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Organizational and Study Skills Useful for Academic Instruction of Children With ADHD

Teaching Children With ADHD:
Instructional Strategies and Practices Part 8


Many students with ADHD are easily distracted and have difficulty focusing their attention on assigned tasks. However, the following practices can help children with ADHD improve their organization of homework and other daily assignments:

Designate one teacher as the student's advisor or coordinator.
This teacher will regularly review the student's progress through progress reports submitted by other teachers and will act as the liaison between home and school. Permit the student to meet with this advisor on a regular basis (e.g., Monday morning) to plan and organize for the week and to review progress and problems from the past week.

Assignment notebooks.
Provide the child with an assignment notebook to help organize homework and other seatwork.

Color-coded folders.
Provide the child with color-coded folders to help organize assignments for different academic subjects (e.g., reading, mathematics, social science, and science).

Work with a homework partner.
Assign the child a partner to help record homework and other seatwork in the assignment notebook and file work sheets and other papers in the proper folders.

Clean out desks and book bags.
Ask the child to periodically sort through and clean out his or her desk, book bag, and other special places where written assignments are stored.

Visual aids as reminders of subject material.
Use banners, charts, lists, pie graphs, and diagrams situated throughout the classroom to remind students of the subject material being learned.


Children with ADHD often have difficulty finishing their assignments on time and can thus benefit from special materials and practices that help them to improve their time management skills, including:

Use a clock or wristwatch.
Teach the child how to read and use a clock or wristwatch to manage time when completing assigned work.

Use a calendar.
Teach the child how to read and use a calendar to schedule assignments.

Practice sequencing activities.
Provide the child with supervised opportunities to break down a long assignment into a sequence of short, interrelated activities.

Create a daily activity schedule.
Tape a schedule of planned daily activities to the child's desk.


Children with ADHD often have difficulty in learning how to study effectively on their own. The following strategies may assist ADHD students in developing the study skills necessary for academic success:

Adapt worksheets.
Teach a child how to adapt instructional worksheets. For example, help a child fold his or her reading worksheet to reveal only one question at a time. The child can also use a blank piece of paper to cover the other questions on the page.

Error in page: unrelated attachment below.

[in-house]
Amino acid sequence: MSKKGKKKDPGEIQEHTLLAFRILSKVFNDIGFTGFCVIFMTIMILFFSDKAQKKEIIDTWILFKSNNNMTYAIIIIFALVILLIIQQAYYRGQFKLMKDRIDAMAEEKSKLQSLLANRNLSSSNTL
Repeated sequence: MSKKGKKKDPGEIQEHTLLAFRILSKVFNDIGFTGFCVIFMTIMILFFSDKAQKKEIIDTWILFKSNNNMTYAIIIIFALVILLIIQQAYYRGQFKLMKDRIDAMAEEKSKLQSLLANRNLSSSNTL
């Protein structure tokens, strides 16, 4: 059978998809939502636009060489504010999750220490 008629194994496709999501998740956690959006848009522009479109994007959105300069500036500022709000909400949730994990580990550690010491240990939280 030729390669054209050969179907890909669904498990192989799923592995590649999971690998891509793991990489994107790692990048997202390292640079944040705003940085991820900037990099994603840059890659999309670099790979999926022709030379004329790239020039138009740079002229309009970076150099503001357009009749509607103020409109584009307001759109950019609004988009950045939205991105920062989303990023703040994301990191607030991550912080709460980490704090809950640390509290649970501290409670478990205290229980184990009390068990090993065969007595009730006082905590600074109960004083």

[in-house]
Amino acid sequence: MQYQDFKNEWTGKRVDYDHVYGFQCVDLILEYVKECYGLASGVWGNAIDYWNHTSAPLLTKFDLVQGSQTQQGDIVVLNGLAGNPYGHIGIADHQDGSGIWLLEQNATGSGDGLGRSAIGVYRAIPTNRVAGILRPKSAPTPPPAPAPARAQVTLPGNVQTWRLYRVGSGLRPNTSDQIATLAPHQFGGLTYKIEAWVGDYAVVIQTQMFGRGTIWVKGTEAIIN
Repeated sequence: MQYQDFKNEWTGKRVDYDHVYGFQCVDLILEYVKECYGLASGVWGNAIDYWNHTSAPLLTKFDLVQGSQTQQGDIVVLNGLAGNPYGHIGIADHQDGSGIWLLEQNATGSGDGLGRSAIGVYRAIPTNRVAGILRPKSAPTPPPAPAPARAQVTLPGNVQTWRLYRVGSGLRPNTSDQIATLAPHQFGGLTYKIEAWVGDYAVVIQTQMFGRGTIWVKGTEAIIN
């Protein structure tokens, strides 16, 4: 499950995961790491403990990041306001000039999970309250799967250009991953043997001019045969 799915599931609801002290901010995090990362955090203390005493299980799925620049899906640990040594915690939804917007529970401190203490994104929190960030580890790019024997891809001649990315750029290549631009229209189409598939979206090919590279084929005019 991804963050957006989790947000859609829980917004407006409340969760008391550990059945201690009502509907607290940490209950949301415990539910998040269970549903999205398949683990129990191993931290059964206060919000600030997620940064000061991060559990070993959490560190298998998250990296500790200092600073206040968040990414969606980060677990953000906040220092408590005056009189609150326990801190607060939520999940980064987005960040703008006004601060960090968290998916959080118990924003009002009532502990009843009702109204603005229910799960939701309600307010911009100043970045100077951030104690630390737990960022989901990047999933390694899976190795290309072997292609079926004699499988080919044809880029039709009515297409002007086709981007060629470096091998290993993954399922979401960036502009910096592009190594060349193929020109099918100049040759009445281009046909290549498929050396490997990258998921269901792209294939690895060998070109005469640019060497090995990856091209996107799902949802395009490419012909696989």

Venn diagrams.
Teach a child how to use Venn diagrams to help illustrate and organize key concepts in reading, mathematics, or other academic subjects.

Note-taking skills.
Teach a child with ADHD how to take notes when organizing key academic concepts that he or she has learned, perhaps with the use of a program such as Anita Archer's Skills for School Success (Archer & Gleason, 2002).

Checklist of frequent mistakes.
Provide the child with a checklist of mistakes that he or she frequently makes in written assignments (e.g., punctuation or capitalization errors), mathematics (e.g., addition or subtraction errors), or other academic subjects. Teach the child how to use this list when proofreading his or her work at home and school.

Checklist of homework supplies.
Provide the child with a checklist that identifies categories of items needed for homework assignments (e.g., books, pencils, and homework assignment sheets).

Uncluttered workspace.
Teach a child with ADHD how to prepare an uncluttered workspace to complete assignments. For example, instruct the child to clear away unnecessary books or other materials before beginning his or her seatwork.

Monitor homework assignments.
Keep track of how well your students with ADHD complete their assigned homework. Discuss and resolve with them and their parents any problems in completing these assignments. For example, evaluate the difficulty of the assignments and how long the children spend on their homework each night. Keep in mind that the quality, rather than the quantity, of homework assigned is the most important issue. While doing homework is an important part of developing study skills, it should be used to reinforce skills and to review material learned in class, rather than to present, in advance, large amounts of material that is new to the student.

Go to
Part 9:
Behavioral Intervention Techniques for Children With ADHD


Teaching Children With ADHD

This ten-part series explores the three components of a successful strategy for educating children with ADHD: academic instruction, behavioral interventions, and classroom accommodations. Use the handy index below to find the specific information for which you are looking.

Publication posted to Education World 06/25/2009
Source: U.S. Department of Education; last accessed on 06/25/2009 at